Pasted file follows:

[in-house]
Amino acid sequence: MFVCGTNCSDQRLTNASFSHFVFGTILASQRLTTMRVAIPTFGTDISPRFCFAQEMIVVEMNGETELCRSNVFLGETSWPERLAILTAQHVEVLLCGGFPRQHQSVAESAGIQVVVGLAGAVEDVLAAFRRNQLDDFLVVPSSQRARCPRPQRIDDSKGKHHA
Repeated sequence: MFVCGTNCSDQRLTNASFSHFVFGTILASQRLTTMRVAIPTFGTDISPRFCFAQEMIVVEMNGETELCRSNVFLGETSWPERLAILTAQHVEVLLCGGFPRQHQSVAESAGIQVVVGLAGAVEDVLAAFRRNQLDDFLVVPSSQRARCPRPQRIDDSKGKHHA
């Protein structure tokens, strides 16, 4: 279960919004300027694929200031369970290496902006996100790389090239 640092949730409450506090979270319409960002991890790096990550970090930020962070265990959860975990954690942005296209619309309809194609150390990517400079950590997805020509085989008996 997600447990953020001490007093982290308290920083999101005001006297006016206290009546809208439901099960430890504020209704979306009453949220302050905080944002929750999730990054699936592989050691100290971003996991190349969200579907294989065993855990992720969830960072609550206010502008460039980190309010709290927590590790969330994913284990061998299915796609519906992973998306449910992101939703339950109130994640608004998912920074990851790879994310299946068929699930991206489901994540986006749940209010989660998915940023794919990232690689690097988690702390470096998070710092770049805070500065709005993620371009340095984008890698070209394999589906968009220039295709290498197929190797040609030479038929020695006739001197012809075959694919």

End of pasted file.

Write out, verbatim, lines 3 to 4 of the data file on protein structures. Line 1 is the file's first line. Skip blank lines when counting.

Repeated sequence: MFVCGTNCSDQRLTNASFSHFVFGTILASQRLTTMRVAIPTFGTDISPRFCFAQEMIVVEMNGETELCRSNVFLGETSWPERLAILTAQHVEVLLCGGFPRQHQSVAESAGIQVVVGLAGAVEDVLAAFRRNQLDDFLVVPSSQRARCPRPQRIDDSKGKHHA
């Protein structure tokens, strides 16, 4: 279960919004300027694929200031369970290496902006996100790389090239 640092949730409450506090979270319409960002991890790096990550970090930020962070265990959860975990954690942005296209619309309809194609150390990517400079950590997805020509085989008996 997600447990953020001490007093982290308290920083999101005001006297006016206290009546809208439901099960430890504020209704979306009453949220302050905080944002929750999730990054699936592989050691100290971003996991190349969200579907294989065993855990992720969830960072609550206010502008460039980190309010709290927590590790969330994913284990061998299915796609519906992973998306449910992101939703339950109130994640608004998912920074990851790879994310299946068929699930991206489901994540986006749940209010989660998915940023794919990232690689690097988690702390470096998070710092770049805070500065709005993620371009340095984008890698070209394999589906968009220039295709290498197929190797040609030479038929020695006739001197012809075959694919």